Naeem, I., Munir, I., Durrett, T.P., Iqbal, A., Aulakh, K.S., Ahmad, M.A., Hussain, F. (2020). Feasible regeneration and agro bacterium-mediated transformation of Brassica juncea with Euonymus alatus diacylglycerol acetyltransferase (EaDAcT) gene. Saudi Journal of Biological Sciences, 27:1324-1332.
Najafian, G. (2003). Screening of high volume breeding lines of hexaploid wheat for drought tolerance using cluster analysis based on kernel yield and STI. In Proceedings of 10th International Wheat Genetics Symposium, 2:1-6.
Passioura, J. (2007). The drought environment: physical, biological and agricultural perspectives. Journal of Experimental Botany, 58:113-117.
Plaut, Z., Butow, B.J., Blumenthal, C.S., Wrigley, C.W. (2004). Transport of dry matter into developing wheat kernels and its contribution to grain yield under post-anthesis water deficit and elevated temperature. Field Crops Research, 86:185-198. Rajki, E. (1982). Drought sensitive phase in development of wheat and possibility of testing drought resistance in the phytoron. Cereals Research Communication, 10:213-221.
Savin, R., Nicolas, M.E. (1999). Effects of timing of heat stress and drought on growth and quality of barley grains. Australian Journal of Agricultural Research, 50:357-364.
Shuaib, M., Bahadur, S., Hussain, F. (2020). Enumeration of genetic diversity of wild rice through phenotypic trait analysis. Gene Reports, 21:100797.
Stepien, L., Golka, L., Chelkowski, J. (2003). Leaf rust resistance genes of wheat: identification in cultivars and resistance sources. Journal of Applied Genetics, 44:139-149.
Weining, S., Langridge, P. (1992). Identification and mapping of polymorphism in cereals base on polymerase chain reaction. Theoritial Applied Genetics, 82:209-216.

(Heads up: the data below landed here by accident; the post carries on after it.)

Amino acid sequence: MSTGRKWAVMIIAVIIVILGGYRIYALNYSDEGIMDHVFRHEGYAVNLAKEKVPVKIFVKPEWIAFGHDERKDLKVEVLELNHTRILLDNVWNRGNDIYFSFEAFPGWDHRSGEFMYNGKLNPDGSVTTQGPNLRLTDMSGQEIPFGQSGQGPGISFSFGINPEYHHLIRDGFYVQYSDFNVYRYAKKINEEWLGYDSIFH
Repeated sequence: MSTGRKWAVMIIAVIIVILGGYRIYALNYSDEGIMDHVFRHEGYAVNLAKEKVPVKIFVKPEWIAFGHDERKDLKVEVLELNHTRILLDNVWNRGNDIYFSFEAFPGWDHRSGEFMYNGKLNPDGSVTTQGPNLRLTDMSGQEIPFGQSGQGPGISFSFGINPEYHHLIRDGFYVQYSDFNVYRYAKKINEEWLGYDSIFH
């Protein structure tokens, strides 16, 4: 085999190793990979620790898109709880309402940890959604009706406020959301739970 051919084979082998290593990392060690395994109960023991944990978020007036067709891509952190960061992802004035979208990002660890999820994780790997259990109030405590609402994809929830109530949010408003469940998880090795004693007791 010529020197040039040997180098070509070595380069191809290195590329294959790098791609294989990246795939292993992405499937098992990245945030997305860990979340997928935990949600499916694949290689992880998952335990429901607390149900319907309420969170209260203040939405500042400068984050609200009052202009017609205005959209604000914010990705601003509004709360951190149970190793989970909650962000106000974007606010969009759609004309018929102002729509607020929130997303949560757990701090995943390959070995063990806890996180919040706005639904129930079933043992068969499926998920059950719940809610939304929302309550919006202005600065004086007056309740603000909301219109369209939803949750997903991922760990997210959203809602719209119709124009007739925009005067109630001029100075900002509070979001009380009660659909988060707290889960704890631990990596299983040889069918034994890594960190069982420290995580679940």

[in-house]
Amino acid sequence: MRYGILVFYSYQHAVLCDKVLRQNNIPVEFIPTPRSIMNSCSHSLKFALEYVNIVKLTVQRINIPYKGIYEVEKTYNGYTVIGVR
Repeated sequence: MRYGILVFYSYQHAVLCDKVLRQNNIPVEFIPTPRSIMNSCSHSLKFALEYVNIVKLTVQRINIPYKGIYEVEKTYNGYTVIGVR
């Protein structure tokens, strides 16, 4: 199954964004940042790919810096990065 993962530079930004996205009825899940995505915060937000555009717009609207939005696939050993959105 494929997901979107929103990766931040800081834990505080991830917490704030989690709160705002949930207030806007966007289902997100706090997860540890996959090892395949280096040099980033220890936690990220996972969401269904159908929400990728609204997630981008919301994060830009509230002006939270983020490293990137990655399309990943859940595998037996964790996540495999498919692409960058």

2School of Ecology and Environmental Science, Yunnan University, Kunming, China
3Department of Microbiology, Cholistan University of Veterinary and Animal Sciences (CUVAS), Punjab, Bahawalpur 63100, Pakistan
4Department of Botany, University of Chitral, KPK, Pakistan
5Cenetre of Plant Biodiversity, University of Peshawar, Pakistan
6Department of Botany, Abdul Wali Khan University Madan, Pakistan
7Institute of Tropical Agriculture and Forestry, Hainan University, Haikou, China
Citation: Khan, D., Muhammad, I., Shuaib, M., Hussain, F., Romman, M., Azam, N., Abidullah, S., Zeb, A., Rauf, A., Bahadur, S. (2021). Investigation of grain yield and drought resistance in selected wheat lines on the basis of molecular markers. Ukrainian Journal of Ecology, 11 (5), 44-50.
Received: 15-Jun-2021 Accepted: 25-Jun-2021 Published: 30-Jul-2021
Copyright: This is an open access article distributed under the terms of the Creative Commons Attribution License, which permits unrestricted use, distribution, and reproduction in any medium, provided the original work is properly cited.